Pelvic Height and Iliac Flare

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Human Uniqueness Compared to "Great Apes": 
Absolute Difference
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The pelvis is a structure comprised of three articulating bones, the right and left hip bones (singular: os coxa; plural: ossa coxae) and the sacrum. These bones differ markedly from those of apes in a number of features. Relative to apes, humans have ossa coxae that are short superoinferiorly and wide mediolaterally, that have a marked curvature to the iliac blades (the upper portion of the hip bone), and that have a prominent angle between the ischium and ilium (the lower and upper portions of the hip bone, respectively). In addition, humans have a sacrum that is superoinferiorly short and mediolaterally broad compared to the sacra of apes. These morphological differences in the pelvis reflect differences in the habitual locomotor and postural repertoires of humans (orthograde posture and bipedal locomotion) and other apes (pronograde posture and quadrupedal locomotion). The reduced height of the human pelvis serves to bring the sacroliliac joint (the articulation between the sacrum and os coxa) closer to the hip joint, and thus to reduce bending forces on the portion of the ilium that transmits body weight from the vertebral column to the hip joint during bipedal standing and walking. The curvature of the iliac blades may serve dual functions: the convexity of the posterolateral surface orients the two smaller gluteal muscles (Mm. gluteus medius and minimus) such that they can operate as femoral abductors rather than extensors (this then allows these muscles to counteract the pull of gravity that would drop the opposite side hip when body weight is being supported on one leg during bipedal walking), and the concave anteromedial surface may provide some support of abdominal viscera (and also of the fetus, uterus and placenta in a pregnant female) during bipedal locomotion and stance. Finally, the greater angulation between the ilium and ischium allows humans to maintain an orthograde (upright) trunk without having to flex the hip joint, thus allowing us to balance body weight over one or both limbs with a minimum of muscular effort during standing and walking.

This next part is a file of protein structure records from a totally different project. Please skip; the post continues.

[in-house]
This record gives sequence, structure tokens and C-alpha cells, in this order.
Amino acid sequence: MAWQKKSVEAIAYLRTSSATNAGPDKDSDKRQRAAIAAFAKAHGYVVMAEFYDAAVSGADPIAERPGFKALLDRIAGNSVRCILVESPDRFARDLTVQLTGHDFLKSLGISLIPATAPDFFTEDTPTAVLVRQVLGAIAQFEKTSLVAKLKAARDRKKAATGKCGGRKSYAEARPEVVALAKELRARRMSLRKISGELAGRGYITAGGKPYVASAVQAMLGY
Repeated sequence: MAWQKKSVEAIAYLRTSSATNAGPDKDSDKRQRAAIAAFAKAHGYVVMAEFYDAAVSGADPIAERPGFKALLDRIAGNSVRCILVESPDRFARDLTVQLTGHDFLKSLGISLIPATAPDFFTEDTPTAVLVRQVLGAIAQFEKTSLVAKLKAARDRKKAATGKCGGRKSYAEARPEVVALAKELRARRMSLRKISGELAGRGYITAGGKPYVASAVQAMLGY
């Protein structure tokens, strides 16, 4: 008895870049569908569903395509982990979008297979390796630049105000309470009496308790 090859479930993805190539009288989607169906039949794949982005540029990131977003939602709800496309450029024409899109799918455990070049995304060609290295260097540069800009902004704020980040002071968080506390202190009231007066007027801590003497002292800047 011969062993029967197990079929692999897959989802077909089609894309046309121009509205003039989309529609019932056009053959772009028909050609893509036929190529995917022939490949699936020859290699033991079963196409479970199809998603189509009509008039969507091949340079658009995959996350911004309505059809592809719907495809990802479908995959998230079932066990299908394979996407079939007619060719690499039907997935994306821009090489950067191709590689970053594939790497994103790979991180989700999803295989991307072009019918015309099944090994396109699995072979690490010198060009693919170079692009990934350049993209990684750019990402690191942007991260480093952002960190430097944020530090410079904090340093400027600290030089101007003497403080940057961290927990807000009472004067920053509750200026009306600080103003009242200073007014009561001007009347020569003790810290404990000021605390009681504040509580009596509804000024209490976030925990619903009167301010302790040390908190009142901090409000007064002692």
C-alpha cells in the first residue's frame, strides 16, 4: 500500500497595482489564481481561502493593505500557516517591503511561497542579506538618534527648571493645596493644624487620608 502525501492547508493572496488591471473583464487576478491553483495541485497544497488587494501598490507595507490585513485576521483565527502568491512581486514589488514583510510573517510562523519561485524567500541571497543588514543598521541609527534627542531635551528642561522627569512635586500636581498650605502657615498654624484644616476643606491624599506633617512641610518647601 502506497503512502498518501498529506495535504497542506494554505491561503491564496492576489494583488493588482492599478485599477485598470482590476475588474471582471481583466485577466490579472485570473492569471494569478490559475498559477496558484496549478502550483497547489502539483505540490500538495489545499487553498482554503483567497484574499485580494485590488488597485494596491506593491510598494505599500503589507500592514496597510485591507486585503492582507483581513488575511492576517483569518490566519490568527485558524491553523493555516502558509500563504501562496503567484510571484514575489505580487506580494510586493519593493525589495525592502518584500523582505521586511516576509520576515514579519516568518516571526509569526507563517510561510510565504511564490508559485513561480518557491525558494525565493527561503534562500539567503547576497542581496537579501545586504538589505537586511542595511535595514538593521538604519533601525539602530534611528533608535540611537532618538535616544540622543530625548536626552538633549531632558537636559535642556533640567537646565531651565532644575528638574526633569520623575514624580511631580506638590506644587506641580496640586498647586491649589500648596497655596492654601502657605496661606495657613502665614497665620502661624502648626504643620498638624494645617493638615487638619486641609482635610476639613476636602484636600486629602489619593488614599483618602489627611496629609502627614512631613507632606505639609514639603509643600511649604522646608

Timing

Timing of appearance of the difference in the Hominin Lineage as a defined date or a lineage separation event. The point in time associated with lineage separation events may change in the future as the scientific community agrees upon better time estimates. Lineage separation events are defined in 2017 as:

  • the Last Common Ancestor (LCA) of humans and old world monkeys was 25,000 - 30,000 thousand (25 - 30 million) years ago
  • the Last Common Ancestor (LCA) of humans and chimpanzees was 6,000 - 8,000 thousand (6 - 8 million) years ago
  • the emergence of the genus Homo was 2,000 thousand (2 million) years ago
  • the Last Common Ancestor (LCA) of humans and neanderthals was 500 thousand years ago
  • the common ancestor of modern humans was 100 - 300 thousand years ago

Definite Appearance: 
3,000 thousand years ago
Background Information: 

Susman et al, 1984. Arboreality and Bipedality in the Hadar Hominids. Folia Primatol 43:113-156.
Ruff, 1995. Biomechanics of the hip and birth in early Homo. Am J Phys Anthropol 98:527-574.
Ruff, 1998. Evolution of the hominid hip. In: Strasser E, Rosenberger A, McHenry HM, and Fleagle JG, editors. Primate Locomotion: Recent Advances. Davis, CA: Plenum Press. p 449-469.
 
Lovejoy, 2005. The natural history of human gait and posture. Part 1. Spine and pelvis. Gait Posture 21:95-112.

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